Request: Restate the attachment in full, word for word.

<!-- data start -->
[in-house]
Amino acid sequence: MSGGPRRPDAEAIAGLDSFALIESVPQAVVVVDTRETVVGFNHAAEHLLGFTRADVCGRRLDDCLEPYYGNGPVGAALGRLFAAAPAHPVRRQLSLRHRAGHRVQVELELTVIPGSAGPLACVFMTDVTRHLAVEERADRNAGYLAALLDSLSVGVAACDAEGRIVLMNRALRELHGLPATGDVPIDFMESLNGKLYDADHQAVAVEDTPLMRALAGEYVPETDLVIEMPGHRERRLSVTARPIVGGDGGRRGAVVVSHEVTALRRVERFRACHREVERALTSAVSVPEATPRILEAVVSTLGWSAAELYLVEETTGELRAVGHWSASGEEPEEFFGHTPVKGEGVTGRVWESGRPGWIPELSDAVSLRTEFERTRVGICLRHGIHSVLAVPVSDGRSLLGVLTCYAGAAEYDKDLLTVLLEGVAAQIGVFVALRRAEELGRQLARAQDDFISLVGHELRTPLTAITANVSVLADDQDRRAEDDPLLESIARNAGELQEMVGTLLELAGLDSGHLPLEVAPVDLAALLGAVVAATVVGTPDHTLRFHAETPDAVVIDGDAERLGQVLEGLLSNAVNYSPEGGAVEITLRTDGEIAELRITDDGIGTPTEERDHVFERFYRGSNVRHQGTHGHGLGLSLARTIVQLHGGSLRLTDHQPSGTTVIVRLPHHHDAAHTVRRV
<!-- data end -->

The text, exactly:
[in-house]
Amino acid sequence: MSGGPRRPDAEAIAGLDSFALIESVPQAVVVVDTRETVVGFNHAAEHLLGFTRADVCGRRLDDCLEPYYGNGPVGAALGRLFAAAPAHPVRRQLSLRHRAGHRVQVELELTVIPGSAGPLACVFMTDVTRHLAVEERADRNAGYLAALLDSLSVGVAACDAEGRIVLMNRALRELHGLPATGDVPIDFMESLNGKLYDADHQAVAVEDTPLMRALAGEYVPETDLVIEMPGHRERRLSVTARPIVGGDGGRRGAVVVSHEVTALRRVERFRACHREVERALTSAVSVPEATPRILEAVVSTLGWSAAELYLVEETTGELRAVGHWSASGEEPEEFFGHTPVKGEGVTGRVWESGRPGWIPELSDAVSLRTEFERTRVGICLRHGIHSVLAVPVSDGRSLLGVLTCYAGAAEYDKDLLTVLLEGVAAQIGVFVALRRAEELGRQLARAQDDFISLVGHELRTPLTAITANVSVLADDQDRRAEDDPLLESIARNAGELQEMVGTLLELAGLDSGHLPLEVAPVDLAALLGAVVAATVVGTPDHTLRFHAETPDAVVIDGDAERLGQVLEGLLSNAVNYSPEGGAVEITLRTDGEIAELRITDDGIGTPTEERDHVFERFYRGSNVRHQGTHGHGLGLSLARTIVQLHGGSLRLTDHQPSGTTVIVRLPHHHDAAHTVRRV